Remembering Sir Roger Moore

It was one hot Saturday afternoon in August 1975 when I got my first taste of James Bond on the big screen.

Sir Roger Moore in 1973. Photo by Allan Warren. Licensed under CC BY-SA 3.0.

The Man With The Golden Gun had been released in December the previous year, but this was my first opportunity to see it. Hard as it is to imagine today, it took months before the latest films reached the provinces. And so it was that my dad took me to see the latest James Bond flick at the Odeon in St Albans.

I was already a diehard fan of 007 after having picked up my dad’s paperback copy of Casino Royale and investing my pocket money in a Corgi Aston Martin DB5. And the films had yet to make their way onto the small screen in the UK. Dr No was shown on ITV later the same year.

For a nine year old boy it had everything I could have hoped for, with plenty of action, exotic locales, a debonair hero and some good old humour, much of which went over my head.

“She’s just coming, sir”, Bond tells M in response to his request to speak to Goodnight. I simply couldn’t comprehend what my dad found so amusing.

Three years later he took me and my sister to the cinema in Southgate to see The Spy Who Loved Me. Things had evidently speeded up by then as the film premiered in July and I saw in late August. My brother, five years my junior, had to miss it as he’d broken his arm while on holiday and needed to have it reset. He saw it a day or so later with mum and a friend.

I’d been waiting for this one for ages, having seen an advert for Corgi’s Lotus Esprit in my Spider-Man comic. I’d also seen clips of the new film, including the car racing off the jetty in Sardinia and into the water. I couldn’t wait and it didn’t disappoint.

By the time of Moonraker I had read all Ian Fleming’s books and switched my allegiance to Sean Connery. Although I looked forward to the film, it didn’t match my experience of previous films or seeing Connery’s films on the small screen. Despite that I bought an Airfix model of the Moonraker, which I had on display in my bedroom for years after.

For Your Eyes Only was a different matter though. The three Leigh kids plus two friends from Barcelona went to St Albans on a Saturday evening. I think we were sent there to get us out of our parents’ hair for a few hours. But despite being much closer to Fleming than the previous film, it turned out to be the last Bond film with Roger Moore I saw on the big screen.

Partly it was because I had become less interested in his more light-hearted style. But the main reason was probably because by the time of Octopussy and A View To A Kill I was in my late teens and had other things in life to distract me.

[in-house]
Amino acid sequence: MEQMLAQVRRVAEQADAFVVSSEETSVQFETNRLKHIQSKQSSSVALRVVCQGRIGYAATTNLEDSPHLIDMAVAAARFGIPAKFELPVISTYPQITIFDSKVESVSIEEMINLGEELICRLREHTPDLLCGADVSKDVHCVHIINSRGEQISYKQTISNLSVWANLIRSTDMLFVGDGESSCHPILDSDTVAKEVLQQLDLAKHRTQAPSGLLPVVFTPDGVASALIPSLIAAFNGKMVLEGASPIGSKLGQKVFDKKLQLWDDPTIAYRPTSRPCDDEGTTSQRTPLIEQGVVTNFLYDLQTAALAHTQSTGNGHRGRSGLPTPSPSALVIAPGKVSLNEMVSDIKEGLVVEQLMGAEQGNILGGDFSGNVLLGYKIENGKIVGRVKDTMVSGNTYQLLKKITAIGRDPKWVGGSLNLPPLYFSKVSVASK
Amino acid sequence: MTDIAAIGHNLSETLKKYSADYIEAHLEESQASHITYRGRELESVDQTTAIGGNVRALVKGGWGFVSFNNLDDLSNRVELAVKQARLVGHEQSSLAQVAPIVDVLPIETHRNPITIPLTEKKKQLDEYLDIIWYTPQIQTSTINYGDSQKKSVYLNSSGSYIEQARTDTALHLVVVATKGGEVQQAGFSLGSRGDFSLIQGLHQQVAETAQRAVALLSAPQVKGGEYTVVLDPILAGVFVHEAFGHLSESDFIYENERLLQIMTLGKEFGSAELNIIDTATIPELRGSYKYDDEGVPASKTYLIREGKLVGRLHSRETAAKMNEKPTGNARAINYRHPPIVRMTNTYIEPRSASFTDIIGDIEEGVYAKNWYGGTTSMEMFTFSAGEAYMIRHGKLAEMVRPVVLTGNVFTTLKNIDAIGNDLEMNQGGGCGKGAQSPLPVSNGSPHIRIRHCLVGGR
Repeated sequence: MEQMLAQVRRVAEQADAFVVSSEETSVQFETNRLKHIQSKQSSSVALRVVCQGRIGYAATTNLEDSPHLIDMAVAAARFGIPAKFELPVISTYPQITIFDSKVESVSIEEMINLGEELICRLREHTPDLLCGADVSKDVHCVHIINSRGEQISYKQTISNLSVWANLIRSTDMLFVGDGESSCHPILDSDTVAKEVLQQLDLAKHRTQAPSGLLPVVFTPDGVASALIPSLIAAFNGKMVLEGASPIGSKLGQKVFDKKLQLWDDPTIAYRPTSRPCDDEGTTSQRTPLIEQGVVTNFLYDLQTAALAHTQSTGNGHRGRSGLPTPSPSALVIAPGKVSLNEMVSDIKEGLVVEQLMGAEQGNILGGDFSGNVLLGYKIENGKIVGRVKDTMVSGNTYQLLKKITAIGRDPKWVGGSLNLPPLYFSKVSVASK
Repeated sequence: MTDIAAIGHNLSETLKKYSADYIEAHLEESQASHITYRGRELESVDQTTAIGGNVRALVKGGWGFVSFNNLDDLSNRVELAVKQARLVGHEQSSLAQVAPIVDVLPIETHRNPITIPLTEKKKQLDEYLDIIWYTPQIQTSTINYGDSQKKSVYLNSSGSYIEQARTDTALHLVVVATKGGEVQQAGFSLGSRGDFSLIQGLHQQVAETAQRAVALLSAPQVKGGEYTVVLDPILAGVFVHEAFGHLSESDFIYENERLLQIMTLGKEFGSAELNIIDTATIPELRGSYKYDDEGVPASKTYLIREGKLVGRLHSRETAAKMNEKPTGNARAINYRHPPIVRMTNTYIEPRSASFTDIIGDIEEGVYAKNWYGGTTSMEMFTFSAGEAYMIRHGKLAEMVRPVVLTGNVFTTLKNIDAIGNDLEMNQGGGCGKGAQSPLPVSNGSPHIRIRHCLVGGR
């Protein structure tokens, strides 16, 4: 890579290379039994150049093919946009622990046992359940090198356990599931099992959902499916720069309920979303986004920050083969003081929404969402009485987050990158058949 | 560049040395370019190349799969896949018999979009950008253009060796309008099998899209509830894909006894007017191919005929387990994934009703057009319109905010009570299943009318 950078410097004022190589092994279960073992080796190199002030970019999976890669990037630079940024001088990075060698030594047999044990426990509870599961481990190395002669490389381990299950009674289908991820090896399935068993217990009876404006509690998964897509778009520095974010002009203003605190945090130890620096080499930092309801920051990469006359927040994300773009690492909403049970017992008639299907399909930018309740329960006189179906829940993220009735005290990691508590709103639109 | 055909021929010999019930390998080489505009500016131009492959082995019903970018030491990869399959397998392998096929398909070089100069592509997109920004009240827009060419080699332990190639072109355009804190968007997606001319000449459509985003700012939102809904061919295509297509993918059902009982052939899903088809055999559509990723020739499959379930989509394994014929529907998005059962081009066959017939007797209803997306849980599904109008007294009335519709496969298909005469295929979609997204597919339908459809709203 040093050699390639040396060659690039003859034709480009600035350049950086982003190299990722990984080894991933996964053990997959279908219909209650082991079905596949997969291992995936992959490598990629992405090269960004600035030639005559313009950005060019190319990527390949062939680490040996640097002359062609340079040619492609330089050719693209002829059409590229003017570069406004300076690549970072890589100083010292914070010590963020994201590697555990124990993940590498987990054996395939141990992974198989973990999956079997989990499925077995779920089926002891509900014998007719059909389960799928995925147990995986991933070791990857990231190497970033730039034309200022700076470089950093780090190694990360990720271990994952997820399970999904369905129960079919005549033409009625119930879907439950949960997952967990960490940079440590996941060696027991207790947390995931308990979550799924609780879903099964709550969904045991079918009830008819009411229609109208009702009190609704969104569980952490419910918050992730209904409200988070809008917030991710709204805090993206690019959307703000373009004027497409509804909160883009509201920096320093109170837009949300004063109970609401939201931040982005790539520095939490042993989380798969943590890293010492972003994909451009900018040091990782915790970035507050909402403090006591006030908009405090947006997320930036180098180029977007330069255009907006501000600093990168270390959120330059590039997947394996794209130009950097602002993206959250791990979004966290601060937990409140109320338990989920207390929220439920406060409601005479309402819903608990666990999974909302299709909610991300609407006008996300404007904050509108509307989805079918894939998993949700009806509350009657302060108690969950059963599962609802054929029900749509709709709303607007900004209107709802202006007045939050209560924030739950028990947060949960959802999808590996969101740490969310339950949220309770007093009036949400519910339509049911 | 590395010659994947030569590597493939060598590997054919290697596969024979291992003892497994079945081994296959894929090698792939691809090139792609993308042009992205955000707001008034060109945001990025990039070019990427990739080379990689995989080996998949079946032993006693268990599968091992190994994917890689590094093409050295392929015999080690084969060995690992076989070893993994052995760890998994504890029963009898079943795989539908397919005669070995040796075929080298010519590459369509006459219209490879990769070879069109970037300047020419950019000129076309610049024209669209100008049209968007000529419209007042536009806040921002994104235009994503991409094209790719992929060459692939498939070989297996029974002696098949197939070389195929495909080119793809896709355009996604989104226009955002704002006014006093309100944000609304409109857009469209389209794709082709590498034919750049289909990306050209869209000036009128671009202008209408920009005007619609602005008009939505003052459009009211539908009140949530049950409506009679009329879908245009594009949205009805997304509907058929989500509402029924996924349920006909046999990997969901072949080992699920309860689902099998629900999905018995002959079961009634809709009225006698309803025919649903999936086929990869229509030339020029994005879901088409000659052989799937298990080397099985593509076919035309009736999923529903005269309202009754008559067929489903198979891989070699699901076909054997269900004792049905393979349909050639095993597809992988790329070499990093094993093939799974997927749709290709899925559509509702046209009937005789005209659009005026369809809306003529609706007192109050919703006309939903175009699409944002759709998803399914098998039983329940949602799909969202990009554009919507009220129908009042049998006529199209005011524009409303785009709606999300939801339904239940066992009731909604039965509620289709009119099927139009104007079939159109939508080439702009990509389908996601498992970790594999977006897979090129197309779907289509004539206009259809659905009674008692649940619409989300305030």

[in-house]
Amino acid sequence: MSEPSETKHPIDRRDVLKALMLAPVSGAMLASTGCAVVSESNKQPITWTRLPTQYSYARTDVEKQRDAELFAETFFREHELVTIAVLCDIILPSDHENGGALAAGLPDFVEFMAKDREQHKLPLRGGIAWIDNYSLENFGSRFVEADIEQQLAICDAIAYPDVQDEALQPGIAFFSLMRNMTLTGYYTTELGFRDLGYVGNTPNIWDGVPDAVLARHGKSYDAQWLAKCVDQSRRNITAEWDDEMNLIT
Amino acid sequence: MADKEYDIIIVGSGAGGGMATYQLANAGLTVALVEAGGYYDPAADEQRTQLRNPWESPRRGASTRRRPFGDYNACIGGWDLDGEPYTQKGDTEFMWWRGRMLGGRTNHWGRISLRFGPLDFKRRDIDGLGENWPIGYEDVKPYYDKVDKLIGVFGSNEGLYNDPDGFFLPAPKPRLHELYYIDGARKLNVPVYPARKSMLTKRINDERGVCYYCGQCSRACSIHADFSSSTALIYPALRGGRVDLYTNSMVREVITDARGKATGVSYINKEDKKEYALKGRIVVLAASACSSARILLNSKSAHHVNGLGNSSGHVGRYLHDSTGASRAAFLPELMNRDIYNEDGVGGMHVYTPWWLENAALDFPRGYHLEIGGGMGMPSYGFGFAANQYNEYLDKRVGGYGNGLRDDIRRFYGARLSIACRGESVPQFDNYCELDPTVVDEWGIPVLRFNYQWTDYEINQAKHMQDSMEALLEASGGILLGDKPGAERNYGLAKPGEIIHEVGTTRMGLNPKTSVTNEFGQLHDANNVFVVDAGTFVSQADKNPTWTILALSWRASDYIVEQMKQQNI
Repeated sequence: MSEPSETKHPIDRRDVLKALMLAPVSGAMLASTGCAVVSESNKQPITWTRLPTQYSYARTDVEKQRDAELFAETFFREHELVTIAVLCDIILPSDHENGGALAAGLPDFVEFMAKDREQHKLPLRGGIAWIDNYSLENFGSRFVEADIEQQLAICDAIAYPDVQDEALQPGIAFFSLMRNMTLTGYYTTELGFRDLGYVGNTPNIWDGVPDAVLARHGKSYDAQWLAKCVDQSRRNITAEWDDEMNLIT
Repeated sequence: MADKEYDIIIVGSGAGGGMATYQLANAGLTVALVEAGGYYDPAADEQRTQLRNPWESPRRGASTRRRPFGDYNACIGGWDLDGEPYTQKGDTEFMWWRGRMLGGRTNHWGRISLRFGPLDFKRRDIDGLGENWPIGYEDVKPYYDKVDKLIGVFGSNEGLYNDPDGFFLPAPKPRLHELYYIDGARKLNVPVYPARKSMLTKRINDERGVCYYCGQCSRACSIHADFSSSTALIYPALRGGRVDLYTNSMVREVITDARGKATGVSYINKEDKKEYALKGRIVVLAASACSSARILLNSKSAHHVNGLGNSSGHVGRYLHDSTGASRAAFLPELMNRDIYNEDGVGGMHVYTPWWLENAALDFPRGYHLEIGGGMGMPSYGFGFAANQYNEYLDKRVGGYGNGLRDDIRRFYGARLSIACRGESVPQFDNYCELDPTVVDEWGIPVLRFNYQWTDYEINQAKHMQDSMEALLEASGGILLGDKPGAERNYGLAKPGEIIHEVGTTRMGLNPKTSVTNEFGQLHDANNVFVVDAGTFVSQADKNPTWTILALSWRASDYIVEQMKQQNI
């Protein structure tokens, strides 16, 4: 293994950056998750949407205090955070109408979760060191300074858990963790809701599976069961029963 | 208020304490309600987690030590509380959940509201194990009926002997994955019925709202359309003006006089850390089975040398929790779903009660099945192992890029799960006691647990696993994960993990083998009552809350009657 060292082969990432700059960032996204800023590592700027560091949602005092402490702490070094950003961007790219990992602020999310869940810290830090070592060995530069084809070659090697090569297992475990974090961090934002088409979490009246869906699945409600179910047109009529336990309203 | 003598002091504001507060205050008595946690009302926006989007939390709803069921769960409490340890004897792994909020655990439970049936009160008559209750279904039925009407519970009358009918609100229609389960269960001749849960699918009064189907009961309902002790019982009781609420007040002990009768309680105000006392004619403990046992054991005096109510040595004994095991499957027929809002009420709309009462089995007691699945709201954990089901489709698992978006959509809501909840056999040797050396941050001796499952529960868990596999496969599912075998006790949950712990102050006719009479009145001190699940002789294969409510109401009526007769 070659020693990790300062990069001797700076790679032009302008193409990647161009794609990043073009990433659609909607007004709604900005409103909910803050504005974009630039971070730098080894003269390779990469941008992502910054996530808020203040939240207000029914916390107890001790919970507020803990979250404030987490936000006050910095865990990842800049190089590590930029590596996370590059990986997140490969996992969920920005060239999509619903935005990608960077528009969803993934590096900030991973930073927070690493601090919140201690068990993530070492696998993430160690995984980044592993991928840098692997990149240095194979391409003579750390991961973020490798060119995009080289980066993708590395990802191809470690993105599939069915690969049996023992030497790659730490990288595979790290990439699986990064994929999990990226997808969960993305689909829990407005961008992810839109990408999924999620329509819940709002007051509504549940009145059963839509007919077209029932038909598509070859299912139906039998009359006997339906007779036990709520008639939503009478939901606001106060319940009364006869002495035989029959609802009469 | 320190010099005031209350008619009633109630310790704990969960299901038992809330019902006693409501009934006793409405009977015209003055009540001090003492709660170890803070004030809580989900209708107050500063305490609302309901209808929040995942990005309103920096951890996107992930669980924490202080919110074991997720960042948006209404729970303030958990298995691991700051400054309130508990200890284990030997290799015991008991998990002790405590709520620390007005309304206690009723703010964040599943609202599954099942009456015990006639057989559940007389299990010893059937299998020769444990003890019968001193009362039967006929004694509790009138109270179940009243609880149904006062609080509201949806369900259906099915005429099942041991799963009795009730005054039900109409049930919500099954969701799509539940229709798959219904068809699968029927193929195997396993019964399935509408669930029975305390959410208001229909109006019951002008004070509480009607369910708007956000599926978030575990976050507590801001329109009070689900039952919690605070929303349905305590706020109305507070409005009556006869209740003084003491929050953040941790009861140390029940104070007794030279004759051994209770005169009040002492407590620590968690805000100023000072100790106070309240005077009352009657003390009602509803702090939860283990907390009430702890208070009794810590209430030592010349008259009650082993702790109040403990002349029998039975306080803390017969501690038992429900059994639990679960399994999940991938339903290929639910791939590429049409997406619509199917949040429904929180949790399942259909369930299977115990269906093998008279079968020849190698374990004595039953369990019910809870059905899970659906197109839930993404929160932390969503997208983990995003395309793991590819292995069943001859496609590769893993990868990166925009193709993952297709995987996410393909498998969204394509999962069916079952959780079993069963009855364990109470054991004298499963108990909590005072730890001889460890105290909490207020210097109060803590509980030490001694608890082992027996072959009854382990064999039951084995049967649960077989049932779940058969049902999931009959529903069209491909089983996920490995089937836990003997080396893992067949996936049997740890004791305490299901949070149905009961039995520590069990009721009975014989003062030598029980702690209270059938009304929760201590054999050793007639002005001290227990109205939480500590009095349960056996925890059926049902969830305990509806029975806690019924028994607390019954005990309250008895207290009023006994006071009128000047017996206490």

Despite my reservations about some of his Bond films, I like Moore’s urbane sophistication. Although I never met him, he always came across as being a true gentleman with a self-depreciating sense of humour. In his later years he involved himself in charity work, particularly UNICEF, for which he campaigned since 1991. He also campaigned for PETA.

Although The Man With The Golden Gun isn’t usually held in high regard by fans, as my first Bond film – big screen or small – I always remember it fondly. And despite my reservations of Roger Moore as 007, I will always warmly remember him as the James Bond of my childhood.

So I’ll be saluting Sir Roger this weekend by revisiting Golden Gun and raising a glass of something cool. If only I could get my hands on a bottle of the Phuyuck ’74. I think Sir Roger would approve.

David Leigh founded The James Bond Dossier in 2002. A fan of 007 since the age of 8, he is also author of The Complete Guide to the Drinks of James Bond. You can order a copy here if you don't own it already.

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3 Responses to “Remembering Sir Roger Moore”

  • Elle Smith Fagan

    My birthday, May 24th – lucky me – Sir Roger Moore was the most like the man I married, of all the Bonds we love! I am watching “A View to a Kill” on my DVD player and binged on allllll the earlier ones as a Memorial of a sort, on this American Memorial Day Weekend!

    I think he enjoyed the role a bit more than some, having health threats etc in youth, and winning over them to portray THE MAN of all men , saving the world single-handed and winning the lady too! YES.

    My days of immersion into the books in the 60s and the first Bond films were passed…happy wife and mother, often did not think of BondJamesBond at all…then one day my son flew in the house after school with his 18×24 wax resist “Octopussy” drawing from school with an an “A” grade. Smiling mommy – and his Dad as well, when HE flew in that evening – chip off the old block, you know! YES I have the picture! Joyfully …always!


  • James g lawlesss

    Sir Roger was a true gentleman he will be sadly missed , James g lawless Inverness Scotland

  • Gary Roberson

    I’ll always remember Roger Moore as an actor I looked forward to seeing in whatever film he was coming out with next. Looking back, I realize the quality of the Bond films he was in wasn’t so much due to his performance, which was always enjoyable, but rather all others involved – director, screenwriter, etc. I personally think John Glen was his best director, delivering Moore’s best performances in his last 3 Bond outings. In these, we got a more serious, driven 007, with far better scripts and production values.
    I also fondly remember Roger in 2 adapted Wilbur Smith thrillers, GOLD and SHOUT AT THE DEVIL, along with FFOLKES and 2 war movies, WILD GEESE and THE SEA WOLVES.
    We’ll miss you Roger!